The European Monetary System - Past, Present and Future / Edition 2 available in Hardcover
- Pub. Date:
- Springer Netherlands
The European M::metary System (EMS) is perhaps the only success story of the Common Market since the First Enlargement. Its success, particul arly where the comnercial use of the ECU is concerned, has taken rrost experts by surprise. So much so, that when the author tried to recommend to his students a suitable and substantial work of study and/or reference about the experience of the EMS and its possible future evolution --- no book could be found. Thus, the author set out to write the present work. The author's aim is not to give a historical account of the EHS. Rather, the intention is to place the experience in a major historical context wherein the System is seen an important transitional phase on the road to the implementation of a full economic and rronetary union (EMU) • When examining the earlier plans for an EMU which saw the light of day between 1969 and 1970 (already so long ago!) clear reasons emerge why the original six founder Member States of the EEC should have found it logical to embark upon the road to an El'1U - "p=vided the political will to do so existed". Thus, they had become highly integrated and were conducting half their trade with each other. Then, there was the desire to integrate still further ---- eventually leading (perhaps) to a political union.
|Edition description:||2nd ed. 1987|
|Product dimensions:||6.10(w) x 9.25(h) x 0.02(d)|
About the Author
Peter Coffey, a British national was until recently, Head of the Economics section at the Europa Instituut, University of Amsterdam. Presently he is Holder of the recently created U.S. West Chair at the Graduate School at the College of St. Thomas, Minnesota, USA. He has published many works on European and international economic and monetary problems. Professor Coffey, who speaks seven languages, has lectured in most countries of the EC, as well as in many other parts of the world.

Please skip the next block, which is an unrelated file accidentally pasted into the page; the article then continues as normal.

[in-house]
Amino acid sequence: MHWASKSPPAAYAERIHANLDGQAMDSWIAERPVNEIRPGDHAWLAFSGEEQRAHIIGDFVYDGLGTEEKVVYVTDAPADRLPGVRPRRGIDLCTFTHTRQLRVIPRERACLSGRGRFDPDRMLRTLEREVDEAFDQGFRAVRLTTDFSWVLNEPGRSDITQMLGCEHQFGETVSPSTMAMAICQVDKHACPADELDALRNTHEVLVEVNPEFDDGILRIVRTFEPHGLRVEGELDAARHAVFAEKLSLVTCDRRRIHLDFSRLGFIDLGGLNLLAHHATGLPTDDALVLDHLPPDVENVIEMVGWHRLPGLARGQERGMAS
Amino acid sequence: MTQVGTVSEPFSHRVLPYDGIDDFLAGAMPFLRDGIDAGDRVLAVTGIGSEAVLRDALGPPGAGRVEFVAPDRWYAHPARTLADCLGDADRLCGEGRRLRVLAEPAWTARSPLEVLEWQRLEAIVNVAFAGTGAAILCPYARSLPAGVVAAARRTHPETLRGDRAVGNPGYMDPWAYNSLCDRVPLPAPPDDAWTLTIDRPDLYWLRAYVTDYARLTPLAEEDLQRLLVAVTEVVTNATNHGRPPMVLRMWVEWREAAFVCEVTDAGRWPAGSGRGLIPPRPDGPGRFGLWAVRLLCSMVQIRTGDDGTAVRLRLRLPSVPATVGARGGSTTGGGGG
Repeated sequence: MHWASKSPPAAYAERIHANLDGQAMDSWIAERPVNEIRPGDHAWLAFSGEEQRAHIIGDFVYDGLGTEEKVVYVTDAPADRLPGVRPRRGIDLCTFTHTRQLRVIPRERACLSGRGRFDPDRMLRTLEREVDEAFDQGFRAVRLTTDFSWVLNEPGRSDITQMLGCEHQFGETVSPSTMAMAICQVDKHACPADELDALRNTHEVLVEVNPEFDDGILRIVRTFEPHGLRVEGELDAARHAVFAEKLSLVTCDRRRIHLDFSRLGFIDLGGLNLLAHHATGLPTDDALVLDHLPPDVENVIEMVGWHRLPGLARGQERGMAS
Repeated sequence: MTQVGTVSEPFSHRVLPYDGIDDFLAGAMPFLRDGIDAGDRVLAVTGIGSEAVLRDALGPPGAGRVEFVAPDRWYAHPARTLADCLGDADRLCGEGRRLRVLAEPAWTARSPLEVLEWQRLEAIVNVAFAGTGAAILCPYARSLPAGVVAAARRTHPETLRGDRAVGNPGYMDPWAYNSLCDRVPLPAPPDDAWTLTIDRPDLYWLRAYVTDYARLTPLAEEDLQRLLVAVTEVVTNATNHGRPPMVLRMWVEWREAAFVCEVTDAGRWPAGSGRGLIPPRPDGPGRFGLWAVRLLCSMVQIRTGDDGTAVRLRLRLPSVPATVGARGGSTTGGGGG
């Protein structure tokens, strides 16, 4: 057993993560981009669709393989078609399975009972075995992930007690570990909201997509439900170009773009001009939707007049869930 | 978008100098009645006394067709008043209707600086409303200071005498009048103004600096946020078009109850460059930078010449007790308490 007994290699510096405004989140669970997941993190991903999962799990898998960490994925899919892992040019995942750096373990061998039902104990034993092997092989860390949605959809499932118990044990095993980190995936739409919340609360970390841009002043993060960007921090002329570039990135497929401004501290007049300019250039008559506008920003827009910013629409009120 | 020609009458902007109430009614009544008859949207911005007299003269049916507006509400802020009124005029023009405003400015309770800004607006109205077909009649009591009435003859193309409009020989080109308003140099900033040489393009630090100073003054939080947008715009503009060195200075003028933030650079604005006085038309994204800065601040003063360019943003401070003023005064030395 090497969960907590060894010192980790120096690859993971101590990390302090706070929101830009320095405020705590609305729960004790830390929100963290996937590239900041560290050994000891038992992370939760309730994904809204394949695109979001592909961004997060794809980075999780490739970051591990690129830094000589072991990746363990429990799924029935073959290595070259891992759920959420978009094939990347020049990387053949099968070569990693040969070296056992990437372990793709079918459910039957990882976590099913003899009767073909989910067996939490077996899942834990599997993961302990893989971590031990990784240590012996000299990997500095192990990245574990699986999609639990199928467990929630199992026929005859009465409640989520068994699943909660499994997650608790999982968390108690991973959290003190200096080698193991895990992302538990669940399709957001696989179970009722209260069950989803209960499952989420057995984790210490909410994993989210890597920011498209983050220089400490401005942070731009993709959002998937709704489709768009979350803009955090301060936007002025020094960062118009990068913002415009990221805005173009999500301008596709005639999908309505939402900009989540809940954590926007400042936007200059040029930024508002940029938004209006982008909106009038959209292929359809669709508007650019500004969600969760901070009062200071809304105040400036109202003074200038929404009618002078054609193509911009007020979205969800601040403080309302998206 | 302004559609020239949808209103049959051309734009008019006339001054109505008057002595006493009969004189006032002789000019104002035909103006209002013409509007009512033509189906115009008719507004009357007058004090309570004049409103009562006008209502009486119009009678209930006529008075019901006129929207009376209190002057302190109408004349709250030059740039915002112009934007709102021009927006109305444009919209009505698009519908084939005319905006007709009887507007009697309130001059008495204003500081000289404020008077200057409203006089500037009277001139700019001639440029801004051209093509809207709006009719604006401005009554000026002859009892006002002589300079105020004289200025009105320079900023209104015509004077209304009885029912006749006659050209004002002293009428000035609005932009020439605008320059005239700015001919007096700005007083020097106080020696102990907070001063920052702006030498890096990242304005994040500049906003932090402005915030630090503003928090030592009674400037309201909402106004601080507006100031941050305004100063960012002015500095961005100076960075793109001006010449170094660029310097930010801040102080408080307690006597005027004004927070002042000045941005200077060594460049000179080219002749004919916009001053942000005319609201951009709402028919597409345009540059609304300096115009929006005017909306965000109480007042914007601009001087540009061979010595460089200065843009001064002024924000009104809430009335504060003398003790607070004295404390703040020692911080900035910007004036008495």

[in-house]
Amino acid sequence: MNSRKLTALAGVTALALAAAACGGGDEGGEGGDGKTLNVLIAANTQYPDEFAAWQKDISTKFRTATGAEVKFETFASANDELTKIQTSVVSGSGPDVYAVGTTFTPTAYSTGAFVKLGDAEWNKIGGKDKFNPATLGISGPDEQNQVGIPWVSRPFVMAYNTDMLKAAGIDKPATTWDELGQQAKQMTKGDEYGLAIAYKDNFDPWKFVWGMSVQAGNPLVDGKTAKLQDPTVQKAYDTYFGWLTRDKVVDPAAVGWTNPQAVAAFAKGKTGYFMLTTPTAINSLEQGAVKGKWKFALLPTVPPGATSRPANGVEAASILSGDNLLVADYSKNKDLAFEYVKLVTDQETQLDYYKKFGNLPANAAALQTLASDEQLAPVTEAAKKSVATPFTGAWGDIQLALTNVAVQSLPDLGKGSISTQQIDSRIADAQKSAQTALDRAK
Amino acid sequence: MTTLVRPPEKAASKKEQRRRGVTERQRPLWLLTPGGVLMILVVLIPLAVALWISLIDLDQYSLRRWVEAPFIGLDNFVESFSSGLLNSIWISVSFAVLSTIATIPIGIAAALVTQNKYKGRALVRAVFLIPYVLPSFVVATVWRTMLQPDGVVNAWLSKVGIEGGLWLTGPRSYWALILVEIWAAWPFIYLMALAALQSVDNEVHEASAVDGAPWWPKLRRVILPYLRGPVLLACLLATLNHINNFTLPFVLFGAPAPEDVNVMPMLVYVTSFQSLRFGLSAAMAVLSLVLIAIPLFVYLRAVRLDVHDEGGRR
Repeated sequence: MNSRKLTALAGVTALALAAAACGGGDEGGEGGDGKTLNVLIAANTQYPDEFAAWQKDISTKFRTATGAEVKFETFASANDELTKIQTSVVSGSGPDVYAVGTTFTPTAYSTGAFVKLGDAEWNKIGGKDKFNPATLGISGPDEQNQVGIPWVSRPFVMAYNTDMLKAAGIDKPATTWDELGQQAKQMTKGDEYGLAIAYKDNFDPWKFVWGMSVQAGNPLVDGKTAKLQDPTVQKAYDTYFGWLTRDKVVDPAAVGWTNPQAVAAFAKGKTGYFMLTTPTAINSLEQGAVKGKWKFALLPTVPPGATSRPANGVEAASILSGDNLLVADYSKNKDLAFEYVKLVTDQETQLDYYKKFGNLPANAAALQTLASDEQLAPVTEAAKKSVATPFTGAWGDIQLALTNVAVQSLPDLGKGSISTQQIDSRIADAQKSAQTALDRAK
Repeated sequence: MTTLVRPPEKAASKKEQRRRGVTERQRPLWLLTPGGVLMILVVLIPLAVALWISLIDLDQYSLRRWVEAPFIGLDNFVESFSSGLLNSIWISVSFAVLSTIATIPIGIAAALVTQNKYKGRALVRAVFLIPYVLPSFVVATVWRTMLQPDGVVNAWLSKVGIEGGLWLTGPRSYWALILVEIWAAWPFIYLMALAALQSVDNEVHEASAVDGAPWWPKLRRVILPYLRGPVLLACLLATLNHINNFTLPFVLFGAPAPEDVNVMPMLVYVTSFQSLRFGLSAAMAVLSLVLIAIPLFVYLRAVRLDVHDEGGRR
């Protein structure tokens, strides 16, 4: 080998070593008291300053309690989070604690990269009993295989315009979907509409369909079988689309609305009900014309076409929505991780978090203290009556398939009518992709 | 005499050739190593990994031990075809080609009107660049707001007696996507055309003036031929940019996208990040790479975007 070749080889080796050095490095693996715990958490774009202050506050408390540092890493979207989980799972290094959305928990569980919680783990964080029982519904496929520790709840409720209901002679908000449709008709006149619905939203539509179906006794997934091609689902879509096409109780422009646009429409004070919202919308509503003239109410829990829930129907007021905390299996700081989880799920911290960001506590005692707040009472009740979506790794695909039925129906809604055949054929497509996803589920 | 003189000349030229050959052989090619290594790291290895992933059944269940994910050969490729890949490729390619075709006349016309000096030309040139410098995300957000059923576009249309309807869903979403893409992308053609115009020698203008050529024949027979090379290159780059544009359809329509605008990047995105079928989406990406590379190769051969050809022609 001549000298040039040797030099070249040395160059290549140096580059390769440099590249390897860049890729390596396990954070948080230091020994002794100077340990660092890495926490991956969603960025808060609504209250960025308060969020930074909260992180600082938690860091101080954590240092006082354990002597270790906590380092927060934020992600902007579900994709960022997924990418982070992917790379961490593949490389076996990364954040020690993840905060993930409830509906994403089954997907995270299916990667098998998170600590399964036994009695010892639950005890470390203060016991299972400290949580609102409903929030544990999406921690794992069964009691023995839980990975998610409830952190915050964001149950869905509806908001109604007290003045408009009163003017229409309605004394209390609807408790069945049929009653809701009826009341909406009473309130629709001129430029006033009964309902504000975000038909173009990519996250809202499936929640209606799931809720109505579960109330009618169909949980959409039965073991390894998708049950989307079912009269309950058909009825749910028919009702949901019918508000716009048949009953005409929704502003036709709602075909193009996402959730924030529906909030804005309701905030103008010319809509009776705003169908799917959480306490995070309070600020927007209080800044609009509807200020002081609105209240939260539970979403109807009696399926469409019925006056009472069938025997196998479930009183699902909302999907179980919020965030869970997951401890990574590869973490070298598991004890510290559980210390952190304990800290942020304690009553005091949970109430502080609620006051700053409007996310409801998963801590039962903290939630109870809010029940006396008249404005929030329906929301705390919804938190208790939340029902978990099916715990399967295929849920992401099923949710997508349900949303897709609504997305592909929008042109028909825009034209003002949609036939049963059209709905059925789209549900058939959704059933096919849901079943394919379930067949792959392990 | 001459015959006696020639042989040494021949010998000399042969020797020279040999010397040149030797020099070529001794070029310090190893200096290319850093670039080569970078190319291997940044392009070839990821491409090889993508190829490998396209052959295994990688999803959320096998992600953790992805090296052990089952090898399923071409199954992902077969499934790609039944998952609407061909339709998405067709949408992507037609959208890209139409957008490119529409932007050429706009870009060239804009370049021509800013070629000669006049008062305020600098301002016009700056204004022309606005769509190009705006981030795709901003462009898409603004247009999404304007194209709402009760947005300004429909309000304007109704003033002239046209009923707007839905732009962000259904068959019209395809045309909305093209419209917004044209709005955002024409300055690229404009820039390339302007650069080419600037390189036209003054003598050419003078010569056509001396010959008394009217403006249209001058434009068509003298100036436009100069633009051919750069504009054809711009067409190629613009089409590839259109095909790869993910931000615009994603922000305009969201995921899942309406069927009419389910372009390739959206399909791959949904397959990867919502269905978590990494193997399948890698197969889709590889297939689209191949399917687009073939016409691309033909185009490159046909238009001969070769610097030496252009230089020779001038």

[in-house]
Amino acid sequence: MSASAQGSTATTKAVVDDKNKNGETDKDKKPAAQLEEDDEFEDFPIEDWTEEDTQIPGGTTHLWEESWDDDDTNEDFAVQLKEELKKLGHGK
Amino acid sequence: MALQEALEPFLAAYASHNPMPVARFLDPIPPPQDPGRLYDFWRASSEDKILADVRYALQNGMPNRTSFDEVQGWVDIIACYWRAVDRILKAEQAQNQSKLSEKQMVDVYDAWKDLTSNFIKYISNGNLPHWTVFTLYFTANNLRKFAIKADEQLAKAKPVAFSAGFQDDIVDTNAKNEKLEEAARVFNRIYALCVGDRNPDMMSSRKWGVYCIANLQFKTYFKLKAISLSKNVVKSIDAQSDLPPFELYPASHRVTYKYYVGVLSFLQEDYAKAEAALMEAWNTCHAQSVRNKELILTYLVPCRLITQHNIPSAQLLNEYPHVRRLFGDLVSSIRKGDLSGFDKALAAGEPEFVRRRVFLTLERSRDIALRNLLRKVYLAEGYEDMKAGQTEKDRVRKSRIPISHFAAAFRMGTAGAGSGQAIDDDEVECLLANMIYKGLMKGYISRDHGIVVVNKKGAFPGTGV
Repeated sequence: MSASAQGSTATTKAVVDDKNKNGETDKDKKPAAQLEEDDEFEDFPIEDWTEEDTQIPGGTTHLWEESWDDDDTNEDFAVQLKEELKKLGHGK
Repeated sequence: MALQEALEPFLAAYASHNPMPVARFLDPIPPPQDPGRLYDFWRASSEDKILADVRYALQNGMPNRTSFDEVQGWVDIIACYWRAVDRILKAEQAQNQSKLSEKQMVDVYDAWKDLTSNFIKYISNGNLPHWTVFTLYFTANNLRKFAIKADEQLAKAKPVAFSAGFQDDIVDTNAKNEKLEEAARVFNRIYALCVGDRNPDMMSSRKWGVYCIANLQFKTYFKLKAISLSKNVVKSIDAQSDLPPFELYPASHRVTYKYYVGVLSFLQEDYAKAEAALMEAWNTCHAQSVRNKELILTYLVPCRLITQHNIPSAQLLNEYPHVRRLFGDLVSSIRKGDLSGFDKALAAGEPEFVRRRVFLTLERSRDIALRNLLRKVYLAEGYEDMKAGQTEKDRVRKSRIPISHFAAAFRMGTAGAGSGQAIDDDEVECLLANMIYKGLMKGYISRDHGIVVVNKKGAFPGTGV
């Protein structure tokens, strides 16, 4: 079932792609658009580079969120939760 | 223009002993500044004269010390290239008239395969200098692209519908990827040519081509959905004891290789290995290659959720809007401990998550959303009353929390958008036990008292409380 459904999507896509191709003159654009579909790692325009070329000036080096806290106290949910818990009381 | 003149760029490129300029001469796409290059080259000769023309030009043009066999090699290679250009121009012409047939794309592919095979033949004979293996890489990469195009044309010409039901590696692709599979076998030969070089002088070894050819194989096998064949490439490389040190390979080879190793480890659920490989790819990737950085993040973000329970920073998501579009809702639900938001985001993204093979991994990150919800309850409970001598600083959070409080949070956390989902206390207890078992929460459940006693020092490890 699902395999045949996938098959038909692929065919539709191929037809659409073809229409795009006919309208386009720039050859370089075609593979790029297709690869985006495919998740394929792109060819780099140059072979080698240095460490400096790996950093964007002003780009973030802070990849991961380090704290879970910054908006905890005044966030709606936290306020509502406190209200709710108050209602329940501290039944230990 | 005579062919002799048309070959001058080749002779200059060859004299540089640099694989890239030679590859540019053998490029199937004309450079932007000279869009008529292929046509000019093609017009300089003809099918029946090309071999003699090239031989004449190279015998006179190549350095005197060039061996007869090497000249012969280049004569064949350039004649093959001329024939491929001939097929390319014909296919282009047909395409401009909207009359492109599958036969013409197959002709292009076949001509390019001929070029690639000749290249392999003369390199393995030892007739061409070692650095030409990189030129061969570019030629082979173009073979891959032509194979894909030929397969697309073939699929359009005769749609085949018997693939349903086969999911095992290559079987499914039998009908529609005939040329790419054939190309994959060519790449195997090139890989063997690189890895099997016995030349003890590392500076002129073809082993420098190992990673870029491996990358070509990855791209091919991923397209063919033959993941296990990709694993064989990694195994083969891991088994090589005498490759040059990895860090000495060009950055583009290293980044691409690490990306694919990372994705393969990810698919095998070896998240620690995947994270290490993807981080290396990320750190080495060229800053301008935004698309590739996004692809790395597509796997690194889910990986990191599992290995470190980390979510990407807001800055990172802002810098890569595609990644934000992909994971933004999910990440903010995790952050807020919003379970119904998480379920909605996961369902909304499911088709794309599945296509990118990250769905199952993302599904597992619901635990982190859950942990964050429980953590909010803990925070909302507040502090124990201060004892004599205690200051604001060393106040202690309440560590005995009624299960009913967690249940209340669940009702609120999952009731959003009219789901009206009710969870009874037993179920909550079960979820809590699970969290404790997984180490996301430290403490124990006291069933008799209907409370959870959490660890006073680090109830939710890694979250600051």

Table of ContentsList of Contents.- One: The Background to the European Monetary System.- 1: An Economic and Monetary Union: The earlier plans.- 2: The Experience of the “Snake” System.- Two: The European Monetary System.- 3: The Reasons for the System.- 4: The Mechanisms of the System.- 5: The System in Operation.- Three: The Future of the EMS: Technical Considerations.- 6: The Future Role of the ECU.- 7: The Convergence of National Economies.- 8: The Money Supply Question.- Four: The Future of the EMS: The Integration of Capital Markets and Banking Systems.- 9: A European Capital Market.- 10: A European Banking System.- Five: The Future of the EMS: Institutional Considerations.- 11: The Future European Monetary Fund.- Six: Other Countries.- 12: The United Kingdom.- 13: The New Member States.- Seven: Non-Community Countries.- 14: The United States of America, Japan, and Third World Countries.- Eight: The Future of the EMS Towards an EMU?.- 15: Basic Considerations.- Conclusions.- Appendices.- Supplement to the Second Edition.